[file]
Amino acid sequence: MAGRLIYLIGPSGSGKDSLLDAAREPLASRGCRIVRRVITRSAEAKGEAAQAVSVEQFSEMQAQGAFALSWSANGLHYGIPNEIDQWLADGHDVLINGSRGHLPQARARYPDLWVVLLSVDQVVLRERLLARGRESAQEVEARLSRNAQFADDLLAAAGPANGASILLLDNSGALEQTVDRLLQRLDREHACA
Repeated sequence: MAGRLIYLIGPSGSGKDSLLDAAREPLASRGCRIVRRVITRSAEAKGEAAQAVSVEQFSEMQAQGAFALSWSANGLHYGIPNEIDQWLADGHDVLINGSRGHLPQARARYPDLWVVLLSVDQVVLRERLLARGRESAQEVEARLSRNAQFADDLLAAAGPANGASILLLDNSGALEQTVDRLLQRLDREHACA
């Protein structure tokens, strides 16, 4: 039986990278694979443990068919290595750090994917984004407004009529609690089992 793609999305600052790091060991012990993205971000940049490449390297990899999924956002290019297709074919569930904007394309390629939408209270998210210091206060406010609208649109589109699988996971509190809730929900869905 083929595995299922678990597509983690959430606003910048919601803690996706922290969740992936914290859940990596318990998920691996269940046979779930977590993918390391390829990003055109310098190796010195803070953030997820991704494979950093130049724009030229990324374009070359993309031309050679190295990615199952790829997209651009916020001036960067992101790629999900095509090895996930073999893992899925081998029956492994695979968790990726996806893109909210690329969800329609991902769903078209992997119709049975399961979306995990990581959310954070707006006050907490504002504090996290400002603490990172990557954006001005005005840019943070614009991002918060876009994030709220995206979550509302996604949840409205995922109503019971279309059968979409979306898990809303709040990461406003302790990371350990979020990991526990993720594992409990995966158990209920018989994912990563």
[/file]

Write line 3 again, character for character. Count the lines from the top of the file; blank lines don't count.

């Protein structure tokens, strides 16, 4: 039986990278694979443990068919290595750090994917984004407004009529609690089992 793609999305600052790091060991012990993205971000940049490449390297990899999924956002290019297709074919569930904007394309390629939408209270998210210091206060406010609208649109589109699988996971509190809730929900869905 083929595995299922678990597509983690959430606003910048919601803690996706922290969740992936914290859940990596318990998920691996269940046979779930977590993918390391390829990003055109310098190796010195803070953030997820991704494979950093130049724009030229990324374009070359993309031309050679190295990615199952790829997209651009916020001036960067992101790629999900095509090895996930073999893992899925081998029956492994695979968790990726996806893109909210690329969800329609991902769903078209992997119709049975399961979306995990990581959310954070707006006050907490504002504090996290400002603490990172990557954006001005005005840019943070614009991002918060876009994030709220995206979550509302996604949840409205995922109503019971279309059968979409979306898990809303709040990461406003302790990371350990979020990991526990993720594992409990995966158990209920018989994912990563």